The Untold Truth Of Rocco Dispirito

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When thinking about the evolution of food television, there are certain channels, programs, and chefs that have proved foundational to the genre. PBS aired shows featuring revolutionary culinary personalities like Julia Child, Jacques Pepin and Martin Yan; Food Network has its own cadre of stars including Rachel Ray, Bobby Flay, and Emeril Lagasse; and Bravo revolutionized competition cooking when it rolled out Top Chef, introducing audiences to judges like Gail SimmonsTom Colicchio, and Padma Lakshmi. The majority of these programs fall somewhere on the spectrum between instructional, educational, and competition-based reality guilty pleasures, but 2003 saw NBC's The Restaurant offer an entirely new take on food television (via Eater).

The Restaurant followed Rocco Dispirito, a young chef opening up a new restaurant in New York City. It was a fascinating concept, and one that was not lost on New York Times food critic William Grimes. Grimes had plenty to say on the subject, writing "Rocco's on 22nd is New York's first meta-restaurant. Diners know the place, and clamor for a table in it, not because they are desperate to eat linguine with clam sauce in the Flatiron district but because they want to step into the world of 'The Restaurant,' the six-part reality soap opera that recently ran on NBC and made a star of Rocco DiSpirito, its chef."

Dispirito proved to be the ideal star for this new take on reality TV

While The Restaurant only lasted two seasons, watching a chef walk through the opening of a new venture proved to be captivating viewing, thanks in large part to the restaurant's namesake and co-owner, Rocco DiSpirito. Dispirito was the ideal candidate to star in this new take on reality food television. According to his StarChefs bio, the Queens-born chef always knew what he wanted. Inspired by his grandmother's Italian home cooking, Dispirito enrolled at the Culinary Institute of America at the young age of 16. He trained with lauded chef Gray Kunz at the critically acclaimed restaurant Lespinasse before moving on to open his own restaurant, Union Pacific, in 1997.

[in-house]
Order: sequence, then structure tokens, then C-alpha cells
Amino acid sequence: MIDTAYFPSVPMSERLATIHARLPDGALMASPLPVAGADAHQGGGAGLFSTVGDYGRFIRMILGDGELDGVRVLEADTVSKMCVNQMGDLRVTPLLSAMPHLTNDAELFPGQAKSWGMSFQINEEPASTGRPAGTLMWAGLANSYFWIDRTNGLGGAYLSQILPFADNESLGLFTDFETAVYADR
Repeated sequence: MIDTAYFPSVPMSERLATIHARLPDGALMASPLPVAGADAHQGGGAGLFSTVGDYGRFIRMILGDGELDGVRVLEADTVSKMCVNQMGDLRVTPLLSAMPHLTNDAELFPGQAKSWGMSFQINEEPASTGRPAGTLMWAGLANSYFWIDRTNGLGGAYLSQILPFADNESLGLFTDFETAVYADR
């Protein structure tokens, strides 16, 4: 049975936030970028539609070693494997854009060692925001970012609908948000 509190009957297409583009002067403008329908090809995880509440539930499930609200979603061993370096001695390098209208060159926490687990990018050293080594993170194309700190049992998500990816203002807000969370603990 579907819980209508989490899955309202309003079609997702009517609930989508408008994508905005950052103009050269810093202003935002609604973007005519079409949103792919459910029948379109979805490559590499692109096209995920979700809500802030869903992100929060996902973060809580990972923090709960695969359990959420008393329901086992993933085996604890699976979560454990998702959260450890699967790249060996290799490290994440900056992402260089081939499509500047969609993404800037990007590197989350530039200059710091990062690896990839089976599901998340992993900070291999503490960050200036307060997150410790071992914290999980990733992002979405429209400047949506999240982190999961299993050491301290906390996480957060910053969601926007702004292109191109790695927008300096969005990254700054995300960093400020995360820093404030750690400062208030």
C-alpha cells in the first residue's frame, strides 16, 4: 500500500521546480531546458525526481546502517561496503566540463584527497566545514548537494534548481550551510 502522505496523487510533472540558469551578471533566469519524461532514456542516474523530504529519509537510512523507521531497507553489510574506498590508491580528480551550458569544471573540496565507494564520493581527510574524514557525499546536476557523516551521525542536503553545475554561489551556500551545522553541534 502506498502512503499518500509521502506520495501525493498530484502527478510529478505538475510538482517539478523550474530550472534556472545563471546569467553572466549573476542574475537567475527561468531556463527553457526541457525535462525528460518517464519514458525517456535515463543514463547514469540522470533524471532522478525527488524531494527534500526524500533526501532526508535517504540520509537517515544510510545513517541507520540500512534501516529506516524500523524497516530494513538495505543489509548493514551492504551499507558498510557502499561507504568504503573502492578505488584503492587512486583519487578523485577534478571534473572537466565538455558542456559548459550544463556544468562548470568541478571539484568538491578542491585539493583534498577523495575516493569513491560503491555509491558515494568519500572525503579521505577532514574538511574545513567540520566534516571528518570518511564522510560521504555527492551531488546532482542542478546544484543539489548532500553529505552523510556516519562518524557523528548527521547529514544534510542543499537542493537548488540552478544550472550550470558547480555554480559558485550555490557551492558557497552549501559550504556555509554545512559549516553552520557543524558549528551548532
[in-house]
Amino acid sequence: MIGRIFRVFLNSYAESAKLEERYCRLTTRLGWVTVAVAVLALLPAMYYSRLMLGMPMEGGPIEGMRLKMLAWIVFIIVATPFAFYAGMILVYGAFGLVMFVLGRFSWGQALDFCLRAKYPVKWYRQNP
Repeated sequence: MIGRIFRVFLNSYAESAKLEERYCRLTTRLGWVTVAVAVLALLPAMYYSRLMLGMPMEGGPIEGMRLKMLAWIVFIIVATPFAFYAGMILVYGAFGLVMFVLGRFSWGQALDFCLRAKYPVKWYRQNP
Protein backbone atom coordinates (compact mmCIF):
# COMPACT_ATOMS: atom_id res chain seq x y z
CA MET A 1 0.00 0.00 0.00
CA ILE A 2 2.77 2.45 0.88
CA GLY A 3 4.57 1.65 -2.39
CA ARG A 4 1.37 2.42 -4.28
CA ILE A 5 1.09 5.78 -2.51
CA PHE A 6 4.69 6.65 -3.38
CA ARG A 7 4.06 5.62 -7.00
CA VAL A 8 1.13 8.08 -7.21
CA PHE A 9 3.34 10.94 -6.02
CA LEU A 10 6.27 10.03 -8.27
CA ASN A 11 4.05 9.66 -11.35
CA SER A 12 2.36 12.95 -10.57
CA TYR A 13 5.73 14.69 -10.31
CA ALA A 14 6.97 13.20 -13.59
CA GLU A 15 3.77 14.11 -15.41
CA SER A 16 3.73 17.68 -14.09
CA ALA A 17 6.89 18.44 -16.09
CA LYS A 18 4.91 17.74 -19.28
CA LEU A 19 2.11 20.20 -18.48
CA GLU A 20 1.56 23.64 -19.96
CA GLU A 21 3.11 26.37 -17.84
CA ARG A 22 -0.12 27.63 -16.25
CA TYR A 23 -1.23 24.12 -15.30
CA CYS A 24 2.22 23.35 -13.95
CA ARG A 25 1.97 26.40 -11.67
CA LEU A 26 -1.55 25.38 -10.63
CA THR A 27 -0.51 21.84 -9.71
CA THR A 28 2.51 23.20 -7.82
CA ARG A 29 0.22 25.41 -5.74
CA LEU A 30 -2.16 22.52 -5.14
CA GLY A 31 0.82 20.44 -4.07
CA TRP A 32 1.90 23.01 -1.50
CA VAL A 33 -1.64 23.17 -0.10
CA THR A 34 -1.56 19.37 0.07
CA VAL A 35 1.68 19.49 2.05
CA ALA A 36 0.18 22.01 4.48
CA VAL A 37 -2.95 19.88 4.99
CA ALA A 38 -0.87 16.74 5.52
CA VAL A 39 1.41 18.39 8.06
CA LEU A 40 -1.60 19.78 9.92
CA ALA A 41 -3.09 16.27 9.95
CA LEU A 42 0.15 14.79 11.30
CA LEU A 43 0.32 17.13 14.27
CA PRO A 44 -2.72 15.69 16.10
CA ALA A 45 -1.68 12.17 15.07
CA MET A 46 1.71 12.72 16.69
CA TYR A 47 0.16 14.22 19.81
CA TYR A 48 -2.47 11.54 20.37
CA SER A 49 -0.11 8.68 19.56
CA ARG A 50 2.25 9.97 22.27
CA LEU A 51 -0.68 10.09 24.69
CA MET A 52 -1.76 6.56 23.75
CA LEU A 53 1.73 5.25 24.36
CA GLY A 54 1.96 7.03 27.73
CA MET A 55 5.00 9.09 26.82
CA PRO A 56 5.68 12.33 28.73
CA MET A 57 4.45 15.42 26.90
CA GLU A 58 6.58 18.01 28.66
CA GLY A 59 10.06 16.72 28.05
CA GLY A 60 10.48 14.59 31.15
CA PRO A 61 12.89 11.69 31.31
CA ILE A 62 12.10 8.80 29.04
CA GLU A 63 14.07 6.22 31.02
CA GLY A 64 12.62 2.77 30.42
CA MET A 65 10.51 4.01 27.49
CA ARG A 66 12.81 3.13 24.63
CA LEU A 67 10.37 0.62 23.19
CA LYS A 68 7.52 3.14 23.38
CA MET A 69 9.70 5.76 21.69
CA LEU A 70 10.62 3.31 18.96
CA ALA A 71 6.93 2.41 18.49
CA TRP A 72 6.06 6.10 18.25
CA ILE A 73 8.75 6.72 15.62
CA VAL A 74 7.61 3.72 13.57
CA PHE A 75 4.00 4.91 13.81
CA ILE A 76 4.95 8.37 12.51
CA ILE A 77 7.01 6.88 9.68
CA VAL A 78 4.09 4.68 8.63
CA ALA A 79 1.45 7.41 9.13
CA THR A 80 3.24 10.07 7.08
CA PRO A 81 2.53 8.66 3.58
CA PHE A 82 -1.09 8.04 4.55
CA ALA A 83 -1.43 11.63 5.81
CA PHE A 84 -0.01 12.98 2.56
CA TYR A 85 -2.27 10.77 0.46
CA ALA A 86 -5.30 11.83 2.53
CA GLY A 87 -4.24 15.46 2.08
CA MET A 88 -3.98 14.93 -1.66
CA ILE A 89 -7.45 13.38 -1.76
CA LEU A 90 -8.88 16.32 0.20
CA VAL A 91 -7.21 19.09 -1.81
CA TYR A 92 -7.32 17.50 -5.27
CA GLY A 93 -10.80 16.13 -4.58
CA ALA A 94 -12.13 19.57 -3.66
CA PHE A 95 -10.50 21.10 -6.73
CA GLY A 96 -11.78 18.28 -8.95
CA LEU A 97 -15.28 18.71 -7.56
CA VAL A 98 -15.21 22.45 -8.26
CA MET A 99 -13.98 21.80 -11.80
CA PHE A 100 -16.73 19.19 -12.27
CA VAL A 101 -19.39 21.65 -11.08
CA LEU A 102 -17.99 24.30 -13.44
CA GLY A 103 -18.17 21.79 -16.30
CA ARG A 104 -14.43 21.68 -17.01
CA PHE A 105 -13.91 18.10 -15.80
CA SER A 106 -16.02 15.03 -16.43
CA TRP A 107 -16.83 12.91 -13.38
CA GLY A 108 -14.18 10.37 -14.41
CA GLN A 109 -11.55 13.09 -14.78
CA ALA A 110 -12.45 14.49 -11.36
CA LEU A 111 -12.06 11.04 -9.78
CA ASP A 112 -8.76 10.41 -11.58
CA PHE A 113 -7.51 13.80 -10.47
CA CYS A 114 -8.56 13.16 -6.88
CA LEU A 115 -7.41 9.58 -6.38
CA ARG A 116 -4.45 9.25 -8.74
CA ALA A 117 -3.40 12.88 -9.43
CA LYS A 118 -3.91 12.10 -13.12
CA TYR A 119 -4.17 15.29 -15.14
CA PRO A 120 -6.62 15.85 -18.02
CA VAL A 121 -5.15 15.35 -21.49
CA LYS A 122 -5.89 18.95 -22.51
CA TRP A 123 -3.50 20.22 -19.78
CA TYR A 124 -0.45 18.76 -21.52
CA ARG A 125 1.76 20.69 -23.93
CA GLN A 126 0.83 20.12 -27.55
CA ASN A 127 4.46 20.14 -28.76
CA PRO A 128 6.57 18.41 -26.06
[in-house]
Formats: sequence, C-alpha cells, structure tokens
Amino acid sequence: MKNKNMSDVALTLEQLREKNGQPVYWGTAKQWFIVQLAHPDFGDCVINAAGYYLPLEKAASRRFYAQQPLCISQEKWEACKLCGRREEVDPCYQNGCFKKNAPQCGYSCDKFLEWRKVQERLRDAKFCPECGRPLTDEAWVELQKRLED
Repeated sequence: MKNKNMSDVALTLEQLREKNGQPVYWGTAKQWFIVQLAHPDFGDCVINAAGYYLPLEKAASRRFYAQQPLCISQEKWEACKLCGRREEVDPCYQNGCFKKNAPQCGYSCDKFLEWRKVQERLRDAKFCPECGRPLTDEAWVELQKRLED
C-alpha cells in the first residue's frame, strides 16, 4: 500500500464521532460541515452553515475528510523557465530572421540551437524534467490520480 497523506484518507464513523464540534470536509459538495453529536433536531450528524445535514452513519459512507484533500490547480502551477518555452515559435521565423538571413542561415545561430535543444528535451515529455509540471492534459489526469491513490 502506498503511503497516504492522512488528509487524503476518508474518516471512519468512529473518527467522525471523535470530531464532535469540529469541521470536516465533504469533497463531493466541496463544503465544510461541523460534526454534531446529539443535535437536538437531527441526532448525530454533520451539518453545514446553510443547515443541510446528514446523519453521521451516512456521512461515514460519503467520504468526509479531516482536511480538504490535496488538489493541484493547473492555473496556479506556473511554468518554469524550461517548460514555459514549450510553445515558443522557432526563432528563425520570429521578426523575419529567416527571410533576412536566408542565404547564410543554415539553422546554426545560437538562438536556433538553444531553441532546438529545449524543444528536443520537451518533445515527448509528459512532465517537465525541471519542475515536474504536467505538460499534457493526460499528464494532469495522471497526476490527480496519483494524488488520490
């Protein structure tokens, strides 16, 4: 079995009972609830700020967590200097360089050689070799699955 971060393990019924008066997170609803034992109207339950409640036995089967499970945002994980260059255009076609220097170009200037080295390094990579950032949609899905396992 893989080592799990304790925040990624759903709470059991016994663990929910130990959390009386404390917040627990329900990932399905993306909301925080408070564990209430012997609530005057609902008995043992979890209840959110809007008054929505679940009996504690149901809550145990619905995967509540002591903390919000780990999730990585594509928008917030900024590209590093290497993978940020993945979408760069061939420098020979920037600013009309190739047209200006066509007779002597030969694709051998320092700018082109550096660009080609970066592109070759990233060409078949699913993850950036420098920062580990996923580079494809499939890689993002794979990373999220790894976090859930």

In the years leading up to the premiere of The Restaurant, Dispirito received some of the culinary world's highest honors (Gourmet Magazine's Most Exciting Young Chef and America's Best New Chef by Food & Wine) and some more base-level accolades such as People Magazine's Sexiest Chef Alive. Dispirito also received more than a few James Beard nominations along the way (via Award Winners).

The Restaurant might not have endured, but Dispirito didn't stop pursuing the spotlight

After its first season, The Restaurant imploded in more ways than one. Viewership dipped and Dispirito butted heads with partner Jeffery Chodorow in a major way, according to The New York Times. The messy dispute went all the way to the New York Supreme Court, and Rocco's closed its doors in 2004 (via Reality World). Both Rocco's restaurant and The Restaurant might not have endured, but that didn't stop Dispirito from pursuing the spotlight. He's now authored a library's worth of cookbooks (via Amazon) and clocked an impressive amount of TV time. A profile for Thrillist lists appearances on everything from reality shows like Dancing with the Stars and Biggest Loser, to his own host of short-lived shows including Restaurant Divided and Rocco's Dinner Party. Dispirito even had a cameo as a murdered chef in an episode of Castle.

A decade-plus after the closing of Rocco's, Dispirito finally headed back into the kitchen at the Standard Grill in New York City's Meatpacking District, only to part ways with the group a little over a year later according to Eater. These days, Dispirito appears to have shifted his focus from fine dining to healthy eating. His newest venture, ROCCO, is a line of pricey organic superfoods including seed and nut bread, alternative flour blends, and a 30-day supply of protein shakes for $300. Fans from Dispirito's The Restaurant days will be happy to know that his cookbook covering the world of keto-friendly cooking includes a recipe for meatballs, served over zoodles in place of pasta.